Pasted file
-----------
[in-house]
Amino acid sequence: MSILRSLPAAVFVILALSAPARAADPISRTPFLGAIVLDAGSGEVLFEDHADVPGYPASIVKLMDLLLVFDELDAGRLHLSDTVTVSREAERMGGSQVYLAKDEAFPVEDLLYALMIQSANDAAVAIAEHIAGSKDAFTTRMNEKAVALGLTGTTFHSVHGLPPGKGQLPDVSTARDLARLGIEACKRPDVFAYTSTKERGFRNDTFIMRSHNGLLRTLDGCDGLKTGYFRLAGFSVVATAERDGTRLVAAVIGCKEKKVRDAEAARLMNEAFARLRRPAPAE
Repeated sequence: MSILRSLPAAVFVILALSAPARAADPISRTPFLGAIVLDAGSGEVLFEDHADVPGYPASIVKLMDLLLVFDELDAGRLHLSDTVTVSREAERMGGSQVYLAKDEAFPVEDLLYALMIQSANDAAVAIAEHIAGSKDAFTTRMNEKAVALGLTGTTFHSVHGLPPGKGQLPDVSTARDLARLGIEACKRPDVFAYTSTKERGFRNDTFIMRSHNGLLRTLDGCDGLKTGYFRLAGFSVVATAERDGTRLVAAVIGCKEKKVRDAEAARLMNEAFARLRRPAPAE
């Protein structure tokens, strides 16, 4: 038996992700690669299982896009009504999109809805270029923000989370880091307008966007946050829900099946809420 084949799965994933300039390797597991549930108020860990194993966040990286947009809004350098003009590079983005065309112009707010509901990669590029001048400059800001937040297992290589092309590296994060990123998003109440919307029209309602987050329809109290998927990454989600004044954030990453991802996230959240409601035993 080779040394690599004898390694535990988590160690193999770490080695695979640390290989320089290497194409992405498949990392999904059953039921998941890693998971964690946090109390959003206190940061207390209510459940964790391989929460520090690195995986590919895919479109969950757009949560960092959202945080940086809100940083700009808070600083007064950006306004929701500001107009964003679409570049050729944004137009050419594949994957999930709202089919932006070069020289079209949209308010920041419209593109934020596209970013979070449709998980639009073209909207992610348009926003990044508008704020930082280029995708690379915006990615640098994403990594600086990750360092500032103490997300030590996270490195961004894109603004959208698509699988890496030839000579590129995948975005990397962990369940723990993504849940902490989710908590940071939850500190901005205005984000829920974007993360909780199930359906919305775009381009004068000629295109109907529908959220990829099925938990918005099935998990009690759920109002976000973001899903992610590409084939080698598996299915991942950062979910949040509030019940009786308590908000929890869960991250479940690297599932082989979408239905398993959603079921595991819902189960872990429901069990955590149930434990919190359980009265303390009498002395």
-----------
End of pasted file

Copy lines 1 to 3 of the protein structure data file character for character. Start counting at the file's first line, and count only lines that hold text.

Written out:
[in-house]
Amino acid sequence: MSILRSLPAAVFVILALSAPARAADPISRTPFLGAIVLDAGSGEVLFEDHADVPGYPASIVKLMDLLLVFDELDAGRLHLSDTVTVSREAERMGGSQVYLAKDEAFPVEDLLYALMIQSANDAAVAIAEHIAGSKDAFTTRMNEKAVALGLTGTTFHSVHGLPPGKGQLPDVSTARDLARLGIEACKRPDVFAYTSTKERGFRNDTFIMRSHNGLLRTLDGCDGLKTGYFRLAGFSVVATAERDGTRLVAAVIGCKEKKVRDAEAARLMNEAFARLRRPAPAE
Repeated sequence: MSILRSLPAAVFVILALSAPARAADPISRTPFLGAIVLDAGSGEVLFEDHADVPGYPASIVKLMDLLLVFDELDAGRLHLSDTVTVSREAERMGGSQVYLAKDEAFPVEDLLYALMIQSANDAAVAIAEHIAGSKDAFTTRMNEKAVALGLTGTTFHSVHGLPPGKGQLPDVSTARDLARLGIEACKRPDVFAYTSTKERGFRNDTFIMRSHNGLLRTLDGCDGLKTGYFRLAGFSVVATAERDGTRLVAAVIGCKEKKVRDAEAARLMNEAFARLRRPAPAE